January 23, 2013 Managerial and Confidential Employees
KEEPING YOU INFORMED…
With the New Year upon us, it may be a good time to review the composition of your bargaining units to ascertain whether there are any employees who should not be in a union due to their “managerial” and/or “confidential” status. These individuals are not considered public employees and, therefore, cannot be included in a bargaining unit. A “managerial” employee formulates employer-wide policy and/or may reasonably be required by the employer to conduct collective negotiations or have a major role in the administration of collective bargaining agreements or personnel administration provided that this role is not of a routine or clerical nature and requires the exercise of independent judgment (e.g., a Superintendent or an Assistant Superintendent of Schools, a Director of Labor Relations or Operations, and some department heads).
A “confidential” employee (e.g., usually clerical personnel) assists a managerial employee on a regular basis in a confidential capacity in confidential matters involving personnel or labor relations.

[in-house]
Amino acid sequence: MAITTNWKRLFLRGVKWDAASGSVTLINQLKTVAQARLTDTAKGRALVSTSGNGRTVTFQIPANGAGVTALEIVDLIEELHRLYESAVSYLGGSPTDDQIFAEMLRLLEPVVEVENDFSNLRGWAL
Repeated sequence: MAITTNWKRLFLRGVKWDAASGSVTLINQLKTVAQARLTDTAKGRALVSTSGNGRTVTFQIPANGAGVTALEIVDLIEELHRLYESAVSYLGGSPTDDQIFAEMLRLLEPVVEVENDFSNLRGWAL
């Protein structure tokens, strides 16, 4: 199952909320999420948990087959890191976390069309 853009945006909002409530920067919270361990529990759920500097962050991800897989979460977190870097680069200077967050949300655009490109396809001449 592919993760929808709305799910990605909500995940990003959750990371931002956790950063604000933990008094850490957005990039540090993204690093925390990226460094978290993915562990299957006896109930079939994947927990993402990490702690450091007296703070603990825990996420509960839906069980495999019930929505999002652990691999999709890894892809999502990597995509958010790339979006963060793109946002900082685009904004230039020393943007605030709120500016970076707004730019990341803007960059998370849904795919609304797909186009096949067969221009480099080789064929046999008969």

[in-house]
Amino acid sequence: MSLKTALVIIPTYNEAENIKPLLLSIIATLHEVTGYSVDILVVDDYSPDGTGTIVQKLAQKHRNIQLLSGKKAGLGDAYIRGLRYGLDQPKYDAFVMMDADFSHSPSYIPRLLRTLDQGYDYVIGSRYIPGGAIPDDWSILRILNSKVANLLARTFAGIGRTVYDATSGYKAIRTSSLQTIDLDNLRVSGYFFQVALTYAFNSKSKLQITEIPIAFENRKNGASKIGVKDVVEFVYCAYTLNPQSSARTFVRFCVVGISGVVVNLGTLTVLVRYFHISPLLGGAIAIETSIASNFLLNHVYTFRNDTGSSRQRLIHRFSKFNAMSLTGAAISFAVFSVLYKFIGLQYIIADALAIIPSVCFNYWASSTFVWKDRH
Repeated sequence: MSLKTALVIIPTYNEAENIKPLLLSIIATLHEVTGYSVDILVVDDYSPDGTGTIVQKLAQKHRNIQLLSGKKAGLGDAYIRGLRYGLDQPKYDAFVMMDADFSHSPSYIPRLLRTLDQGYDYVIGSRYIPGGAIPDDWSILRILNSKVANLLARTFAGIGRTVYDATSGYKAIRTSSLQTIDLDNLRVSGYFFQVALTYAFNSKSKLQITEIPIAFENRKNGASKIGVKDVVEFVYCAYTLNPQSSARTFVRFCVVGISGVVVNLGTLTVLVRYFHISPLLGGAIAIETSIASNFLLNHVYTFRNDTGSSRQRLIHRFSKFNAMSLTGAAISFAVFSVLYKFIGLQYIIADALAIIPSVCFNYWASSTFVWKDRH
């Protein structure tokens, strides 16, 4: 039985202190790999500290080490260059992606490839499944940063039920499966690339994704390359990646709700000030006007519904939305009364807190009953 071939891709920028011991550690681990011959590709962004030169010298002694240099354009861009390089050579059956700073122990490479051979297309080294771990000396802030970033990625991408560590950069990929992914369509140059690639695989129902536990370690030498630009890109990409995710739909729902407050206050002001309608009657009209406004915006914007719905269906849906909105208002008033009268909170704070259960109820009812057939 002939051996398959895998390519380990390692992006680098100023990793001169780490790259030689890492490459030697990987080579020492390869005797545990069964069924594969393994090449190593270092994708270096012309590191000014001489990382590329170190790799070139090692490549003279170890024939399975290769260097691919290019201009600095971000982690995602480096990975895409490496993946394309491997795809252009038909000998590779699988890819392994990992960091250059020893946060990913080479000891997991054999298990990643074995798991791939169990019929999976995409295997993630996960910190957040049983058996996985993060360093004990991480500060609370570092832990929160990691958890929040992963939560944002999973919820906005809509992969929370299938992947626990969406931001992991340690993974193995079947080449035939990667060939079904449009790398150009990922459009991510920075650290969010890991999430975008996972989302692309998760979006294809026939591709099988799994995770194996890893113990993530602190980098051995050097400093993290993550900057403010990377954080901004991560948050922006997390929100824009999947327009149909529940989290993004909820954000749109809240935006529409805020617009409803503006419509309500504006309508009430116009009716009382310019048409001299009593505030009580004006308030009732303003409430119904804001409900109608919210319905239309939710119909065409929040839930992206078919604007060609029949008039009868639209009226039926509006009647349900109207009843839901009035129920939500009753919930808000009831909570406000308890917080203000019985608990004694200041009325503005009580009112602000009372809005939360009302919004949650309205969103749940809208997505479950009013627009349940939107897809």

The procedure for removing an employee from a bargaining unit due to the employee’s “managerial” and/or “confidential” status is to file an application with the Public Employment Relations Board (“PERB”). The application can be filed at any time and includes, among other things: the affected employees’ name(s) and job title(s); whether the job title(s) are within a bargaining unit; all relevant job descriptions; and a factual statement in support of the application. A copy of the application is sent to the union, which has the right to dispute the application all the way through a formal hearing at PERB.
If you have any questions regarding managerial and/or confidential employees or regarding filing a managerial/confidential application with PERB, please do not hesitate to contact us.
THIS MEMORANDUM IS MEANT TO ASSIST IN GENERAL UNDERSTANDING OF CURRENT LAW. IT IS NOT TO BE REGARDED AS LEGAL ADVICE. THOSE WITH PARTICULAR QUESTIONS SHOULD SEEK THE ADVICE OF COUNSEL
© Lamb & Barnosky, LLP, 2013